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Philippines: Killings of Unionists Go Unchecked

Death of Labor Organizer in Rizal Province Latest in String of Abuses

Protest over the killing of labor leader Jude Thaddeus Fernandez in Manila, Philippines, October 5, 2023. © 2023 AlterMidya

(Manila) – The killing by Philippine police of a labor leader in Rizal province underscores the continued targeting of unionists in the Philippines and the need for government action to stop these abuses, Human Rights Watch said today. Philippine authorities should thoroughly investigate the killing of the labor leader Jude Thaddeus Fernandez and appropriately prosecute all those responsible.

Police said they shot Fernandez on September 29, 2023 in his home in the town of Binangonan when he “fought back” while they were serving him with a search warrant. The police have not explained why his home was being searched or why he resisted. Fernandez’s colleagues told Human Rights Watch that they believe police are using the claim of nanlaban (fought back), a commonly used defense by law enforcement officers for extrajudicial killings, to justify shooting him.

“The killing of Jude Fernandez fits into a broader pattern of harassment and violence against labor leaders in the Philippines,” said Bryony Lau, deputy Asia director at Human Rights Watch. “The authorities should independently investigate the police actions and pursue prosecutions as warranted.”

The International Labour Organization (ILO) sent a high-level mission to the Philippines in January to investigate killings of workers and union leaders. A joint report submitted by trade union groups to the ILO mission detailed several killings. Details of Fernandez’s death are consistent with many of those cases. The Kilusang Mayo Uno (KMU, or May First Movement), the union to which Fernandez belonged, reported that 72 workers and unionists have been killed in the Philippines since 2016. Four of those deaths occurred after the ILO’s January visit. Philippine authorities only investigated a few of these killings, with an even smaller number leading to prosecution and conviction.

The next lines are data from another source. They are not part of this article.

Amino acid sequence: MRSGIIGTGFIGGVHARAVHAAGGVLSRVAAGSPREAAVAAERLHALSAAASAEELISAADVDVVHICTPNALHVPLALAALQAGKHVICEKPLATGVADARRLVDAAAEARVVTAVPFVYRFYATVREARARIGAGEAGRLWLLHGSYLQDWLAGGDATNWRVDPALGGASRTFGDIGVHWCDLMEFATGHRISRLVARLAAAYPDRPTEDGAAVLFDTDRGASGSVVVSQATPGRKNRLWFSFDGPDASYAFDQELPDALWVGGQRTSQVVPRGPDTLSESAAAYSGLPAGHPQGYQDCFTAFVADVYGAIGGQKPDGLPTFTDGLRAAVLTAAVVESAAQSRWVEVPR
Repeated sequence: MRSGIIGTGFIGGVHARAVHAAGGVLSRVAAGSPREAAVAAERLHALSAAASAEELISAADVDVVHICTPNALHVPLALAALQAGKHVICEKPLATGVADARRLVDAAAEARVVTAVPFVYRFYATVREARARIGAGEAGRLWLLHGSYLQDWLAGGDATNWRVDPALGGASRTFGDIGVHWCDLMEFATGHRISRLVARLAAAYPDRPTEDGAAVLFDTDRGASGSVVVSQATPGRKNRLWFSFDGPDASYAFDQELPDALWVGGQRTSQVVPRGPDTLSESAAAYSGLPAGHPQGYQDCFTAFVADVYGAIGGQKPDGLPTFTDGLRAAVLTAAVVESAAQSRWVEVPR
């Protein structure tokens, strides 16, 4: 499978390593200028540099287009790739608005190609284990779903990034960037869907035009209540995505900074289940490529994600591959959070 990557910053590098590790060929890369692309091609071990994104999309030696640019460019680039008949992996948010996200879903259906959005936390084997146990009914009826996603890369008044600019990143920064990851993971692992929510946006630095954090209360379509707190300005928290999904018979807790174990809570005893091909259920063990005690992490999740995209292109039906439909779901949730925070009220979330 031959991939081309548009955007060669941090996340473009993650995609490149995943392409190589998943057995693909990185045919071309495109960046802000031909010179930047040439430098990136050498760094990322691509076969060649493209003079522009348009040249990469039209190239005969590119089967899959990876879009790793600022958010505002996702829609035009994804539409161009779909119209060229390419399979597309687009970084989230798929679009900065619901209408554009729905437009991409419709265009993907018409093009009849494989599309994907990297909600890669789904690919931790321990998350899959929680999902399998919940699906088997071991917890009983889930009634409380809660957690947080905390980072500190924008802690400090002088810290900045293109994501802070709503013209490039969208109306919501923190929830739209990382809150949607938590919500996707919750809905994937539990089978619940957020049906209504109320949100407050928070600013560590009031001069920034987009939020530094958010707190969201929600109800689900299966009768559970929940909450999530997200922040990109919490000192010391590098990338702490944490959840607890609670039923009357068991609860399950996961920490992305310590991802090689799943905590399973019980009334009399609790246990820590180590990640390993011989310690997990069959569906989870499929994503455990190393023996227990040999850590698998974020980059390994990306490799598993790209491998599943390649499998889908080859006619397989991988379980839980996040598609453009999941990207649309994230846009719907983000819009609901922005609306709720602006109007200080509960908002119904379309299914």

In one of the worst reported incidents, police in 2019 raided the compound of trade unionists in Cavite province and killed nine activists, unionists, and their colleagues. The police said they were serving a search warrant but the victims “fought back.”

Those killed had often been “red-tagged”—alleged to be members of the communist New People’s Army—before they were assaulted. Alex Dolorosa, an organizer of the outsourcing labor group BPO Industry Employee Network (BIEN), had been red-tagged, his colleagues said, before he was reported missing in Bacolod City on April 23. His body was found days later with multiple stab wounds.

Philippine authorities have long used red-tagging to harass activists, both within and outside of the labor movement. Recent research by Human Rights Watch shows that the police, military, and local government officials, rather than companies, are usually responsible for red-tagging unionists and workers. Red-tagging intimidates workers, discouraging them from joining unions, and makes unions less likely to join federations, especially those identified as leftist, such as the KMU. Harassment often increases during collective bargaining negotiations, union officials told Human Rights Watch.

Since the creation of the National Task Force to End Local Communist Armed Conflict by then-president Rodrigo Duterte in 2018, and an intensified counterinsurgency campaign to quash the 54-year-old communist insurgency, the red-tagging and harassment of unions have worsened.

President Ferdinand Marcos Jr.’s response to the ILO mission was to sign an executive order in April “reinforcing and protecting” labor rights and to “expedite the investigation, prosecution, and resolution of cases.” Marcos should uphold his commitments to protecting union activists and leaders, Human Rights Watch said.

The Philippines’ trade partners should raise concerns about Fernandez’s killing and the pattern of harassment and violence against workers and unionists, in particular the European Union, which grants the Philippines trade benefits conditioned on human and labor rights and has recently restarted free trade negotiations. Other countries that have similar bilateral trade arrangements with Manila, such as the United Kingdom, the United States, and Australia, should also urge Philippine authorities to credibly investigate the killing and ensure justice.

“The killings of unionists and other activists have been rampant because there has been no accountability for decades,” Lau said. “Foreign governments that value the Philippines as a trade partner should send a clear message to the Marcos administration that these abuses need to stop.”

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